A “festival of economics” sounds like a contradiction in terms. What next? A bacchanalia of boredom? A celebration of sophistry? Thomas Carlyle dubbed economics “the dismal science” for good reason.
This year’s theme, merit, diversity and social justice, could not have been more timely. There is a fierce global debate going on about the subject, with both the right and the left united in denouncing meritocracy as a sham. Italy has also been in perpetual turmoil about the relative claims of family loyalty and open competition, la dolce vita and self-discipline, new men and ancient traditions.
Italy is in many ways the world’s great pioneer of meritocracy. Venice became a global power in the early middle ages by embracing open competition: governed by a doge, who was selected by a council of wise men, rather than by a royal dynasty, it showered opportunities on new men and new economic forms, principally commenda, prototypes of today’s joint-stock companies. Venetian sailors, estimated to number 36,000 in the early 15th century, popped up as far away as China. Renaissance Florence saw “the discovery of the individual,” in Jacob Burckhardt’s evocative phrase, meaning the discovery of the individual as a self-defining creature rather than as a member of a clan. The Risorgimento was a liberal revolution against feudal princelings.
Italy has produced some of the world’s great meritocratic thinkers. Niccolò Machiavelli may have dedicated “The Prince” to Lorenzo de Medici with his signature cynicism but he argued that “open republics” are more successful than principalities because they choose their leaders on the basis of their fitness for the job and can get rid of them when their job descriptions change. Vilfredo Pareto believed that history is shaped by the vital few and that the key to social progress is “the circulation of elites.”
Italy also has a tradition of calling on meritocratic rulers when the times demand it, including, in recent years, Mario Monti, Lamberto Dini and Carlo Azeglio Ciampi. The current prime minister, Mario Draghi, is meritocracy made flesh: He trained as an economist at MIT, worked for the World Bank and Goldman Sachs, and, after a spell as Italy’s central banker, ran the European Central Bank during the euro crisis, famously declaring that he would “do whatever it takes” to save the euro. It is hard for an Englishman to listen to Italians praising their current leader for his various virtues — his consummate professionalism, civic-minded patriotism and aversion to cheap populism — without a sense of shame about Britain’s prime minister. “He understands the nitty-gritty of a market economy,” says Mario Calvo-Platero, a veteran Italian journalist. “He also knows how to get things done.”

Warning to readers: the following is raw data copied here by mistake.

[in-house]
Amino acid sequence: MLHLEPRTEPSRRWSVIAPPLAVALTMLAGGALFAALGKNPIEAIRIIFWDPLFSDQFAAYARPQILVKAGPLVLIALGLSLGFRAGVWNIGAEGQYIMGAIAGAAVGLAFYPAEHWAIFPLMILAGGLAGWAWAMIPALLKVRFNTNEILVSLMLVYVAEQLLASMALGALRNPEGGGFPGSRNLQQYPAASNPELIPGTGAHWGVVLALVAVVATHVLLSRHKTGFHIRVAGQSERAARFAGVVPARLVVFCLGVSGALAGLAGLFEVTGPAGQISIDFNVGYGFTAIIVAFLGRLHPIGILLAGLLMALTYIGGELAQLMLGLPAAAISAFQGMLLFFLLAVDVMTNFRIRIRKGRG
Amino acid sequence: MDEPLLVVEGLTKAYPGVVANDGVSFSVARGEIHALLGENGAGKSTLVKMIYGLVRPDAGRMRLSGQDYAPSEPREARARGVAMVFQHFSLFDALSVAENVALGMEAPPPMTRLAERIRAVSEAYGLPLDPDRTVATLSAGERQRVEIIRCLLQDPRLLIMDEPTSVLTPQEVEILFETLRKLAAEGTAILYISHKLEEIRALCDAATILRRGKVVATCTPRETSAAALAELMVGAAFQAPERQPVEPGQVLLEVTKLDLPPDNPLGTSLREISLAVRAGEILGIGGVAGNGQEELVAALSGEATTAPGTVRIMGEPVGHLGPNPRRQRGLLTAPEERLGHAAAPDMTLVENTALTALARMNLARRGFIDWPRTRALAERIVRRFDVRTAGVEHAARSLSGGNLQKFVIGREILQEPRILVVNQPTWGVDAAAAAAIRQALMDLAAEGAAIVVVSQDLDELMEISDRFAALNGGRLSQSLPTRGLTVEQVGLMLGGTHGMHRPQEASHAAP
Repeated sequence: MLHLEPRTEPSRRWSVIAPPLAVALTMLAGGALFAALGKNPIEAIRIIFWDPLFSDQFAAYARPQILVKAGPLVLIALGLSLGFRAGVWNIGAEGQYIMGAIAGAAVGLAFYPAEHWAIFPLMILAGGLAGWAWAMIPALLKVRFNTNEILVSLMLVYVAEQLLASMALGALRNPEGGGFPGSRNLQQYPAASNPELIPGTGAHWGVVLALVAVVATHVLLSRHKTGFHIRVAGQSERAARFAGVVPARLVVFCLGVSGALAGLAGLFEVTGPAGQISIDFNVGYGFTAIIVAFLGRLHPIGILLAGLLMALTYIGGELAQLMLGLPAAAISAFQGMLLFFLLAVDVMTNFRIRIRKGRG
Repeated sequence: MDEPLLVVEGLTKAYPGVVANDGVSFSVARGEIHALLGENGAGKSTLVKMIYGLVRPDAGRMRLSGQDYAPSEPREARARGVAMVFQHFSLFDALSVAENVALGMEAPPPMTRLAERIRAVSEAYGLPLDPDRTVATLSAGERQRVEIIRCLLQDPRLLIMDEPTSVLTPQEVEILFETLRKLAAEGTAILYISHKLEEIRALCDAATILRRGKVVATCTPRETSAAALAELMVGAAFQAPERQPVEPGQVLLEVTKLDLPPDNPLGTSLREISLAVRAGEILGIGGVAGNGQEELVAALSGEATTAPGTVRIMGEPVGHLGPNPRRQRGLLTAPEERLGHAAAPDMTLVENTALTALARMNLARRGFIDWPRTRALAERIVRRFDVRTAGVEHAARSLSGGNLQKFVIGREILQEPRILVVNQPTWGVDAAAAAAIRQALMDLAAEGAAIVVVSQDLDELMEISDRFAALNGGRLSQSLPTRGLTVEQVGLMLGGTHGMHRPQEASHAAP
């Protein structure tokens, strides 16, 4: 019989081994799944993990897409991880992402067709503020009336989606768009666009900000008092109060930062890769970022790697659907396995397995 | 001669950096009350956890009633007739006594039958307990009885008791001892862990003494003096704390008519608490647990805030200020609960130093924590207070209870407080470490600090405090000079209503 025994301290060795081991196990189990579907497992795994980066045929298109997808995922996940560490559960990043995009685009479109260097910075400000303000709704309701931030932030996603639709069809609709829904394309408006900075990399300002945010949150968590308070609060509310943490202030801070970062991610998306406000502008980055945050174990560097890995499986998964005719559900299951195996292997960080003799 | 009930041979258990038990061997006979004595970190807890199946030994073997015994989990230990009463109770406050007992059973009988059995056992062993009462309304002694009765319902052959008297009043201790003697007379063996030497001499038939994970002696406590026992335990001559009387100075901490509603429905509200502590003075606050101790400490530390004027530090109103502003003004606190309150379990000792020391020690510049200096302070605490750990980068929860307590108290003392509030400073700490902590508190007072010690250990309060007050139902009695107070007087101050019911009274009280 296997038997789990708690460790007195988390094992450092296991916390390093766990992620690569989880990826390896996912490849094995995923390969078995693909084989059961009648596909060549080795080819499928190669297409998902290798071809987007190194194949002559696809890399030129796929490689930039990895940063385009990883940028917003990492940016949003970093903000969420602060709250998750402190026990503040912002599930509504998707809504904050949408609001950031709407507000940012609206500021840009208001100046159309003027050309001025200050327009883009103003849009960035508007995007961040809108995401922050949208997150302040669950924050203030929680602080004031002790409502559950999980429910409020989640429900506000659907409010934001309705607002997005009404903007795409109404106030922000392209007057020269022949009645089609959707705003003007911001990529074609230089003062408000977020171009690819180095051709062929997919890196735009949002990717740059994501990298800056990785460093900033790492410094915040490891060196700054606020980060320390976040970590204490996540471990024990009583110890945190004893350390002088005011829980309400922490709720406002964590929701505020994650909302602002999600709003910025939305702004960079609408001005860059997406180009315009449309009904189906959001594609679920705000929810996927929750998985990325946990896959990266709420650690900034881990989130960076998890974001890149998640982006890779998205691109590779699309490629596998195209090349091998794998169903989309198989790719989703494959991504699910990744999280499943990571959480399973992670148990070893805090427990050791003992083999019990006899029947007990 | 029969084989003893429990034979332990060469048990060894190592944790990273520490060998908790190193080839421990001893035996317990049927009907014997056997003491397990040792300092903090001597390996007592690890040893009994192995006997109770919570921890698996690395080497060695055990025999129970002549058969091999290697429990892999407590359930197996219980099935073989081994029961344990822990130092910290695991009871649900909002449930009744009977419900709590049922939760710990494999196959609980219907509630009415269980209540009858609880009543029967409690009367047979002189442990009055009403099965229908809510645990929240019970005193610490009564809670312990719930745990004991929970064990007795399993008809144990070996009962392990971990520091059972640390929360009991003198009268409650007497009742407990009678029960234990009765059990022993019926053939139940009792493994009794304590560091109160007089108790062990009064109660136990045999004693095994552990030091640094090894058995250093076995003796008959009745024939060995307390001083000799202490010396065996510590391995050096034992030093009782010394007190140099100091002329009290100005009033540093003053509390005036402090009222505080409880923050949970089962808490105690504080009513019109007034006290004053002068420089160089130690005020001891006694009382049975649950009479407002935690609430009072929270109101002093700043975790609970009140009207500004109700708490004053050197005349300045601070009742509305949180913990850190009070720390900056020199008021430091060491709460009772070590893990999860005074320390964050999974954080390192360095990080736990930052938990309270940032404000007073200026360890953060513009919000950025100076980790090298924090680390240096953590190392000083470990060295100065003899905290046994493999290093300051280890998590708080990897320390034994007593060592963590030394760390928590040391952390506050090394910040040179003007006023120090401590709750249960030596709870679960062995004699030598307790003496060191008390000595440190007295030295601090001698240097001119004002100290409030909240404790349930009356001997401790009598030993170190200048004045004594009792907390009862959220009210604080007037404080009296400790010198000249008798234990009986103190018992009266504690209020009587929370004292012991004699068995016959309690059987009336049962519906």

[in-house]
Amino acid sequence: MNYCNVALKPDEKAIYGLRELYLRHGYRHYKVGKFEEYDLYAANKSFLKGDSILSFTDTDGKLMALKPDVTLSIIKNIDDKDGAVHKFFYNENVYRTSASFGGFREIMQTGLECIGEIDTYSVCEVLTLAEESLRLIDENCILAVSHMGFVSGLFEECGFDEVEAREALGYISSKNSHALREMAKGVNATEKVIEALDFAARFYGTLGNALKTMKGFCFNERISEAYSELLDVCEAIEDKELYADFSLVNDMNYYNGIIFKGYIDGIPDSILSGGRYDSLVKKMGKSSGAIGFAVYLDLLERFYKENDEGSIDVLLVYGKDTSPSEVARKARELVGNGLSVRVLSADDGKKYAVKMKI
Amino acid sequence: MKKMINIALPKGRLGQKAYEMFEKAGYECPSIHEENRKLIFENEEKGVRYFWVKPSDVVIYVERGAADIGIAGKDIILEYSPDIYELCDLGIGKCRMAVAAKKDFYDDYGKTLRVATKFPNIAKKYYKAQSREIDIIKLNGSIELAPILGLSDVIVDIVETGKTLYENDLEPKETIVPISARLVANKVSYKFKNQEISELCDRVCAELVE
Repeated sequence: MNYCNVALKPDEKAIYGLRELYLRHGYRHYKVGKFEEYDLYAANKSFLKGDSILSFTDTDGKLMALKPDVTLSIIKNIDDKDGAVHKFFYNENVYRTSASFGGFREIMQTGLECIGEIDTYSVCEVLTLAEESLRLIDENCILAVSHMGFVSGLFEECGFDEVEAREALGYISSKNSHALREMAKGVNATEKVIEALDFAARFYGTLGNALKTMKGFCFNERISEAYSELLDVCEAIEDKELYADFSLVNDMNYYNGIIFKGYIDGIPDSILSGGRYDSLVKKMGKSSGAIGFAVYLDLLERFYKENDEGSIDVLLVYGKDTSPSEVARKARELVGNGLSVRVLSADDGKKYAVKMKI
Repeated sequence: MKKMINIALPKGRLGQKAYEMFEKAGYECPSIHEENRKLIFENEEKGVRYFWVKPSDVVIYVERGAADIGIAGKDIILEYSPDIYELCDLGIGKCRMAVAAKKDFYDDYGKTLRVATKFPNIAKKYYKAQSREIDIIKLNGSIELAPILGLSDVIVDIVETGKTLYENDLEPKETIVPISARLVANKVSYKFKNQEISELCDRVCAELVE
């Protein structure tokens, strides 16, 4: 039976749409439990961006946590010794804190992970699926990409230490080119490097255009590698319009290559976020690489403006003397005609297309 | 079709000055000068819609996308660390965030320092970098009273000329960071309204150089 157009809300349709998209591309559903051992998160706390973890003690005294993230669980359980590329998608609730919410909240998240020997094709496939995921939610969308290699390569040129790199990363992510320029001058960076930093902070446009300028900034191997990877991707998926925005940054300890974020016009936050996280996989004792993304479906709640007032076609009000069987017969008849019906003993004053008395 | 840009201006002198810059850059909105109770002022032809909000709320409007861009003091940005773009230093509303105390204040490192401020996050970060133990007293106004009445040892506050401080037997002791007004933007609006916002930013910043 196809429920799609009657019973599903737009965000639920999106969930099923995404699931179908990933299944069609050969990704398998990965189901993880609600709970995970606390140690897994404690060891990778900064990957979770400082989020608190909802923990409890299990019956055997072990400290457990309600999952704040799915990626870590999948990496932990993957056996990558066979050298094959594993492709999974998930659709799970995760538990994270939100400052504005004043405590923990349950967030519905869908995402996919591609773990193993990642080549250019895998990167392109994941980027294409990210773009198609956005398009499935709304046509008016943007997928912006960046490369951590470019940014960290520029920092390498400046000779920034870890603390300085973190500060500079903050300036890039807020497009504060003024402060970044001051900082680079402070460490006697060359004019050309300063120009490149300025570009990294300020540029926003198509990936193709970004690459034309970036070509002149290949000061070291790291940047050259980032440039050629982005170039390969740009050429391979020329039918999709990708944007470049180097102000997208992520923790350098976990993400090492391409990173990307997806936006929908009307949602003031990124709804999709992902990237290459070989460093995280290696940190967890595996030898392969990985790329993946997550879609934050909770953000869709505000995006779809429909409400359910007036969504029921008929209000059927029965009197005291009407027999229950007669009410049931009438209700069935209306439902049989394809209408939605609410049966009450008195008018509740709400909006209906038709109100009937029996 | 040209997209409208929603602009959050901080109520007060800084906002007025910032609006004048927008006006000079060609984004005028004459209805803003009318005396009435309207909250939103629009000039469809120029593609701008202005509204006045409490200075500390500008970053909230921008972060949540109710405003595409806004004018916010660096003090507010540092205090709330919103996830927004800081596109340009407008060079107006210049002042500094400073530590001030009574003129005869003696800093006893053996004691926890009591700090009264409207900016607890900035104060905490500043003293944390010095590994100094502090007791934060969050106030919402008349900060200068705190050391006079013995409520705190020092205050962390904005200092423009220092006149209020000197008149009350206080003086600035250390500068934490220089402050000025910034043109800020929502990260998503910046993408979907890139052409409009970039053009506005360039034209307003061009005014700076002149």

Yet there is also another side to Italy that smothers the principle of merit. “Nepotism” is, after all, derived from an Italian word, nepotismo. In 1297, Venice excluded new talent from its governing council in what Venetians came to call La Serrata or the closure, which culminated with the publication of an official list of top families, the Book of Gold (Libro d’Oro) in 1315. Decline followed. The Renaissance collapsed in fleshly decadence.
Today, Italy’s technocrats are temporary alternatives to two very different groups: a permanent ruling class of political bosses and placemen, bound together by loyalty and clientelism, and populists who rail against this system, dubbed La Casta in a best-selling book in 2007, only to replace one form of incompetence with another. This is the country of Silvio Berlusconi more than Mario Draghi.
This ambivalence about the merit principle runs through the backbone of corporate Italy, the family-owned midsize companies that employ most of the country’s private-sector workers and give it its unique flavor. From one perspective, these companies limit the spread of public-sector clientelism: They operate in the open market and transmit skills from generation to generation. If they stumble, they have only themselves to blame. But from another perspective, they are barriers to open competition, with family ownership discouraging outside talent and provincialism limiting opportunities. A few become global stars: Technogym in exercise equipment, Zegna in fashion, Lavazza and Illycafe in coffee and Eataly in restaurants and food distribution. Most punch below their weight.
The overall mood of the conference was skeptical about the case for meritocracy. Michael Sandel got a warm reception for his condemnation of the “tyranny of merit.” Pedro Gomes talked enthusiastically about how “Friday is the new Saturday.” Numerous participants focused on the difficulties of creating a meritocracy: How exactly can you define “merit”? How do you measure it even if you can define it? How do you provide equality of opportunity in a world of growing inequality? And, besides, isn’t meritocracy just an excuse for plutocracy? Local activists told tales of social exclusion and racial discrimination.